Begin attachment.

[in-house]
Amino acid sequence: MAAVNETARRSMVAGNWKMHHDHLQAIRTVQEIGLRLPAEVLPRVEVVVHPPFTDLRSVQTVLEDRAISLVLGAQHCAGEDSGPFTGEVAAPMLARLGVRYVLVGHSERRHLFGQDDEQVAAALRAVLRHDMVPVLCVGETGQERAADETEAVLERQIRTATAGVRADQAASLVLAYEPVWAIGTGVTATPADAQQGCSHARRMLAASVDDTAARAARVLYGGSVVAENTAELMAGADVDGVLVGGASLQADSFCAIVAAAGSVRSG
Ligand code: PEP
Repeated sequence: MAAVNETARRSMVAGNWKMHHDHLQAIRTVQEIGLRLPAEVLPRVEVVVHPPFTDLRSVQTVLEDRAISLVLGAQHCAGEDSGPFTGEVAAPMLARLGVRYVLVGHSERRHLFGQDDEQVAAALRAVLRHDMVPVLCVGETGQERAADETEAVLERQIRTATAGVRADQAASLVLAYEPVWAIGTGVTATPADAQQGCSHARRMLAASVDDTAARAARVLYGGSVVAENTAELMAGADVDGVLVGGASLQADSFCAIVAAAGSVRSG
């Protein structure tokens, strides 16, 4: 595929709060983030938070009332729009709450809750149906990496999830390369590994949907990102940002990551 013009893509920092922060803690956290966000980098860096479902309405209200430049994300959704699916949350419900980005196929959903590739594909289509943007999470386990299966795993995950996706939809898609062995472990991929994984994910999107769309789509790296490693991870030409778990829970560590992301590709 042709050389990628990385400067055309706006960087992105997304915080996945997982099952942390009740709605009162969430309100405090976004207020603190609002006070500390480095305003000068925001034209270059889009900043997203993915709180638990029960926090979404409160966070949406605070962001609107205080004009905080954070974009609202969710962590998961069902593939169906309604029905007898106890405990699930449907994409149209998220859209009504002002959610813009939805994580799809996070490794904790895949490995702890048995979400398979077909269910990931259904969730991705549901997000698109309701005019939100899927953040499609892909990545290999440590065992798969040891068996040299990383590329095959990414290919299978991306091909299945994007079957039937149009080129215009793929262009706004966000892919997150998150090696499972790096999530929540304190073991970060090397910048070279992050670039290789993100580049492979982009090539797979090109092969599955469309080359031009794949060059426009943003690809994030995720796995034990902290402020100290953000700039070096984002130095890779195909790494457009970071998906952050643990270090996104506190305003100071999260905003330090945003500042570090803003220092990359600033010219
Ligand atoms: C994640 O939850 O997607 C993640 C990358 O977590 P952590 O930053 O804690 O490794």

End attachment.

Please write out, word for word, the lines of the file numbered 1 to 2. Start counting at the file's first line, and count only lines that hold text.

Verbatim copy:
[in-house]
Amino acid sequence: MAAVNETARRSMVAGNWKMHHDHLQAIRTVQEIGLRLPAEVLPRVEVVVHPPFTDLRSVQTVLEDRAISLVLGAQHCAGEDSGPFTGEVAAPMLARLGVRYVLVGHSERRHLFGQDDEQVAAALRAVLRHDMVPVLCVGETGQERAADETEAVLERQIRTATAGVRADQAASLVLAYEPVWAIGTGVTATPADAQQGCSHARRMLAASVDDTAARAARVLYGGSVVAENTAELMAGADVDGVLVGGASLQADSFCAIVAAAGSVRSG